should rear speakers be directional or omni-directional

Discussion in 'Home Theater Projects' started by Brian Frey, Nov 19, 2005.

  1. Brian Frey

    Brian Frey Auditioning

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    Right now I am running on a 5.1 system. Soon I will be upgrading to a Denon receiver and will be going 7.1. I am currently running the Klipsch RS-3 (omni/octogonal shaped) for my rears.

    Now I have a set of bookshelf Klipsch RB-3 speakers(directional) sitting in my guest room not even being used.

    Could I use the RB-3's for my rear speakers and the RS-3 for side speakers. Or should I just buy another set of RS-3's?

    Thanks,
    Brian
     
  2. Wayne A. Pflughaupt

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    Welcome to the Forum, Brian!

    Can’t tell you about your specific speakers, since I don’t know anything about them but addressing your thread title… Omnidirectional speakers (better known as bi-or di-polar) are typically used when you have to sit close to the side or rear speakers – say, less than 10 ft. They are also good on the side walls of a fully enclosed room with show-box dimensions. They get their diffuse qualities by bouncing sound off of the front and rear walls, so obviously they don’t work as well of say, there is no rear wall – i.e., the back of the room opens to another room.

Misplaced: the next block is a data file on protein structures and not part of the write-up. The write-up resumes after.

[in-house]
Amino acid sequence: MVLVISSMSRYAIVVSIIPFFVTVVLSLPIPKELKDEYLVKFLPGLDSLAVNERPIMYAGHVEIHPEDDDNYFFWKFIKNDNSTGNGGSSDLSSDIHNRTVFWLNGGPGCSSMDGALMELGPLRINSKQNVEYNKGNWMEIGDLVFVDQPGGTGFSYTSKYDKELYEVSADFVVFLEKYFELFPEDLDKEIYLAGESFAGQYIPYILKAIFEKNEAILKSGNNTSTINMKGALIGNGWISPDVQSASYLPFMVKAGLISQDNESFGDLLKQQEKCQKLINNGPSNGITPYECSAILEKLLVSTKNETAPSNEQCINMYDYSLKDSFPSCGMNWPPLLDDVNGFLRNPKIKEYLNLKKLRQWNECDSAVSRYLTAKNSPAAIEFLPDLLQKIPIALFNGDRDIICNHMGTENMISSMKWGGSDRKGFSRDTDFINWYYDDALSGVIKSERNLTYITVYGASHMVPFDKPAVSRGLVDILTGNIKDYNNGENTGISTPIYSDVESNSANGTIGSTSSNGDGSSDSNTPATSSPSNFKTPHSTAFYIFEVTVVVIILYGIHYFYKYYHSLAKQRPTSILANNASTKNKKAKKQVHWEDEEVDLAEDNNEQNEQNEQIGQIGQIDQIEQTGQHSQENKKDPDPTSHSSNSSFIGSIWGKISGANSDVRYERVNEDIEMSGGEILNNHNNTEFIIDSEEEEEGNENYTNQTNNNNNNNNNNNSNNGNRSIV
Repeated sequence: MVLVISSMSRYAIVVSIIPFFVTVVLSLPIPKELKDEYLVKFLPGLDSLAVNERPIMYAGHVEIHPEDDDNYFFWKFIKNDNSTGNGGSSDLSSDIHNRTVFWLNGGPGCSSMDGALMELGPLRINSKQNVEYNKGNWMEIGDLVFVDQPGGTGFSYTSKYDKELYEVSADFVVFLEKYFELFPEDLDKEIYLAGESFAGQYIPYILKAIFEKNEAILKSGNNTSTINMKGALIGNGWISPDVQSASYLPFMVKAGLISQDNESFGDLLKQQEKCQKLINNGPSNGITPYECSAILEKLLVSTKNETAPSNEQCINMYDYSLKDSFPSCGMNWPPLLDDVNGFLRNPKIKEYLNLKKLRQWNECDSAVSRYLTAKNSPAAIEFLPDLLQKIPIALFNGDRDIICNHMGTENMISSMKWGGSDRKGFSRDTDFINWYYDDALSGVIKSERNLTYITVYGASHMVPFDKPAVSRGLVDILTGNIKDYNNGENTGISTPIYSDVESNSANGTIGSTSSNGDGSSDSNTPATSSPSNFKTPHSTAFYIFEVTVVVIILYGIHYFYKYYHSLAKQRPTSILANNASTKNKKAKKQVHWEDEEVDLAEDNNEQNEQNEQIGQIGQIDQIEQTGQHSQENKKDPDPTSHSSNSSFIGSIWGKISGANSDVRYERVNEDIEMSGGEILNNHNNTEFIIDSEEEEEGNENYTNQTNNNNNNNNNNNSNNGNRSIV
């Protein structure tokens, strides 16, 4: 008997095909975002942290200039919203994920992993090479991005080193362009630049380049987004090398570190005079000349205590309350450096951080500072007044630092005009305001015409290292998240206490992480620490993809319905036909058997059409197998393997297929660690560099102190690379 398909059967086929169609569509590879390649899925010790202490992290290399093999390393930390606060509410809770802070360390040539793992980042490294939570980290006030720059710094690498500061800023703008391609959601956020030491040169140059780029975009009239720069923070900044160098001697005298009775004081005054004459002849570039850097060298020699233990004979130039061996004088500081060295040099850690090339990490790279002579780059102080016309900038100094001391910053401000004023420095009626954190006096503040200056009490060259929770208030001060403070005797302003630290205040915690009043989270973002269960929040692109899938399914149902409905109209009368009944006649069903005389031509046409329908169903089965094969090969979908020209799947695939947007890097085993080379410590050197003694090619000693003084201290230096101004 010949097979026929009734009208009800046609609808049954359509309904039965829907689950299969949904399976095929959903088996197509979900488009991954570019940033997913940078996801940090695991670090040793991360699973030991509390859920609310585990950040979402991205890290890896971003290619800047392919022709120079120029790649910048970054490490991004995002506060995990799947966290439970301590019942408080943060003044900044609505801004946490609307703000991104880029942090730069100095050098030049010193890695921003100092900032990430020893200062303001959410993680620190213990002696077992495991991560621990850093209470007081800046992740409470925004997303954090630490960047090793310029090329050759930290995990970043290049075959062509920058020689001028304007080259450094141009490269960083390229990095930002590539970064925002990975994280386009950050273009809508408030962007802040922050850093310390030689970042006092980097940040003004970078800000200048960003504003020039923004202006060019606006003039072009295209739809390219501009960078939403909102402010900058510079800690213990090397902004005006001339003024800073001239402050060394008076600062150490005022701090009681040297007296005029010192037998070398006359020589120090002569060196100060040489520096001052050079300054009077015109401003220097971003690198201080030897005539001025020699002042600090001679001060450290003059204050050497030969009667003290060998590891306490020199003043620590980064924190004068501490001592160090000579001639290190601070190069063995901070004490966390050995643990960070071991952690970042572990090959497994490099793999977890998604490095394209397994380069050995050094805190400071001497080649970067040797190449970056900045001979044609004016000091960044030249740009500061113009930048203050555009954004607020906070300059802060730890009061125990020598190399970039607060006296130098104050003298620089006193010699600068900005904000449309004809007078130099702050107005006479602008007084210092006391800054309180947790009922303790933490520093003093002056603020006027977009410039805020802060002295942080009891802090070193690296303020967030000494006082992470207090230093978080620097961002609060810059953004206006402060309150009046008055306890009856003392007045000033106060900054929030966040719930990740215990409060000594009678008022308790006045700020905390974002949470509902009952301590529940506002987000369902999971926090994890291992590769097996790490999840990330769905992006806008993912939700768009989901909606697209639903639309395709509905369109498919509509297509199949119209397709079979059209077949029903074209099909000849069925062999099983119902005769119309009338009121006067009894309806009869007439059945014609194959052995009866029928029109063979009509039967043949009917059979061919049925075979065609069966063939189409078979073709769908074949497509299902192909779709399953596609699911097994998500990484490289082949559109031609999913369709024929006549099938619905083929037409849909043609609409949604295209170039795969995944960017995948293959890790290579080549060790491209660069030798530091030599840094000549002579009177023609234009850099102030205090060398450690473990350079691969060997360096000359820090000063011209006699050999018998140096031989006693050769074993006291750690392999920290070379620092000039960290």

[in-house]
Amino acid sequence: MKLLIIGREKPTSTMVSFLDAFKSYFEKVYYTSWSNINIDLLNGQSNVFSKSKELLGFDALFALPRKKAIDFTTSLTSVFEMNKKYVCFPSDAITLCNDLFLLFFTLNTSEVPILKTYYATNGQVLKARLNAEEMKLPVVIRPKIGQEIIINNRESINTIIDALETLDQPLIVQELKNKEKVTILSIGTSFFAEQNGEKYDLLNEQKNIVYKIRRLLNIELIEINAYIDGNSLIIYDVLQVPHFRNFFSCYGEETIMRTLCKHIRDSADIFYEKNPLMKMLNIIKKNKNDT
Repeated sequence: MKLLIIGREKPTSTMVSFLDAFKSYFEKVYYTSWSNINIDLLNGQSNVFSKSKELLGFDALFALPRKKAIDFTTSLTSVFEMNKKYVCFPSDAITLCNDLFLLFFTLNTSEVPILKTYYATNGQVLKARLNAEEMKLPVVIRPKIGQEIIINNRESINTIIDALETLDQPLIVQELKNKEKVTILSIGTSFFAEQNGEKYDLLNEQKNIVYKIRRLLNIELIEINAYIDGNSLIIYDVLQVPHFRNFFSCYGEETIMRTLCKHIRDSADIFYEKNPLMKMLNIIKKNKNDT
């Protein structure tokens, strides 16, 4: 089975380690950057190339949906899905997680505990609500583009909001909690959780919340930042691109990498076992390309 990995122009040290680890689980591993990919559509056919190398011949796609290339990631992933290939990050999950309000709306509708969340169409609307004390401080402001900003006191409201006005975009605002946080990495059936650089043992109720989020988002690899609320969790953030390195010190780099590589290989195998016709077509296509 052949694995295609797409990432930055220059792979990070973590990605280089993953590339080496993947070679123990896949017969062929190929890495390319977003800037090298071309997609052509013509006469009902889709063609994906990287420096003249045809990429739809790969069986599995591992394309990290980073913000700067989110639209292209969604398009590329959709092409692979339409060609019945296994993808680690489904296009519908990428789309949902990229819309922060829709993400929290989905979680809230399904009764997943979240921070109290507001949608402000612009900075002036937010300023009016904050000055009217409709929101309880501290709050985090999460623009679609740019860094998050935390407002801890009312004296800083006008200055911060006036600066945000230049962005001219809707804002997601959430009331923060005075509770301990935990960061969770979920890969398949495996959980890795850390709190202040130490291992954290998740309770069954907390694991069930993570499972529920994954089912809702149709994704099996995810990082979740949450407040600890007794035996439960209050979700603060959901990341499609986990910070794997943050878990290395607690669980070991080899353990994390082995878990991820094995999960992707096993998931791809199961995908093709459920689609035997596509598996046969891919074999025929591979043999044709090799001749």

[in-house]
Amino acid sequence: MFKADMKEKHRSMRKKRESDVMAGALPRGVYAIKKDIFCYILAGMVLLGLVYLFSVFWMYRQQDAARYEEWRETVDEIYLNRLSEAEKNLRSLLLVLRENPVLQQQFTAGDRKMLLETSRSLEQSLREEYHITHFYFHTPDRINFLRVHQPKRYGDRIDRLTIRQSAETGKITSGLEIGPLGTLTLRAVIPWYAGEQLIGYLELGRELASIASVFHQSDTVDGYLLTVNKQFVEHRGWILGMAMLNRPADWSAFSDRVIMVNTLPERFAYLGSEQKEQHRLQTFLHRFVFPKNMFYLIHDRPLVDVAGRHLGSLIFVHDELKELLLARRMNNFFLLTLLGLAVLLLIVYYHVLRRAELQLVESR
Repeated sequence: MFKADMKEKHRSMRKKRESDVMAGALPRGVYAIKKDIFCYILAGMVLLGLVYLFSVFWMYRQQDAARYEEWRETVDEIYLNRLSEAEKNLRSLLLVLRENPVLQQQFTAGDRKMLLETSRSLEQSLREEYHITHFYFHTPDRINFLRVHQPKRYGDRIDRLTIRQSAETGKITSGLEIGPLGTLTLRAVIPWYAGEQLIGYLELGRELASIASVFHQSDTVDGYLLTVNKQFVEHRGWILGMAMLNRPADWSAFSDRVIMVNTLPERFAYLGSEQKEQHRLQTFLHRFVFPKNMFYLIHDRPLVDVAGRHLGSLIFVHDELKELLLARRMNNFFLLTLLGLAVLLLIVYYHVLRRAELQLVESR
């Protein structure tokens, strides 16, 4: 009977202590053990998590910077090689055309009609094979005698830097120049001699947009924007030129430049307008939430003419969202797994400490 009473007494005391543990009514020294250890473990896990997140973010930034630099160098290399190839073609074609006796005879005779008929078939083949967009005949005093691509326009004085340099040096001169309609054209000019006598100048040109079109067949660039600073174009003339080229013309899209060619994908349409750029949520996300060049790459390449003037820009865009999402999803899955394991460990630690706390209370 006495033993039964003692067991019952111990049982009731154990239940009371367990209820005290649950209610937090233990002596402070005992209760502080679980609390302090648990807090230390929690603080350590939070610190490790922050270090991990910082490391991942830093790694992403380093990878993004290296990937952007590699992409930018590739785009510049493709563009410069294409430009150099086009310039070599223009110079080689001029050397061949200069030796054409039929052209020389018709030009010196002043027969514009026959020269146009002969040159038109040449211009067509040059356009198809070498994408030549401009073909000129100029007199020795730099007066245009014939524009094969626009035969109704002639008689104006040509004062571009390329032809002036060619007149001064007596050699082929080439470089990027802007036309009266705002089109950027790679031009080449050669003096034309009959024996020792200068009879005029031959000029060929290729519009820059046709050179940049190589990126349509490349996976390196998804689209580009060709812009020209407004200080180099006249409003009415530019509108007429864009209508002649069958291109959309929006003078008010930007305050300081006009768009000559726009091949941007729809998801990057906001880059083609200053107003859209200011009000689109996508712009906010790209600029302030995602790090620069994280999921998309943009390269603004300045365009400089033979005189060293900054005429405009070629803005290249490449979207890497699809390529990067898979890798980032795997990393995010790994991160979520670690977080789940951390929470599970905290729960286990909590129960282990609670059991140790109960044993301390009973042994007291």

Directional (direct radiating) speakers work well if you’re about 10 ft. or more from them. This gives the soundwaves time to spread or diffuse before they get to you. If direct radiating speakers are too close to the seating, they tend to be easily localized.

    Hope this helps.

    Regards,
    Wayne A. Pflughaupt
     
  3. Brian Frey

    Brian Frey Auditioning

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    Well I have a back wall (enclosed room) and unfortunately my couch sits right up against it. And my rear speakers are directly above the couch. So looks like I need to purchase some more speakers (dipolar type) with the new Denon. [​IMG] Since I can't get 10ft or more away from the back wall.
     
  4. Owen Bartley

    Owen Bartley Second Unit

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    Brian, something else that might work for you is aiming the rear surrounds in a different direction, say straight up. This would bounce the sound off the ceiling and diffuse it a little more. I would try something like this before going out and buying new speakers, you never know... it might sound great.
     

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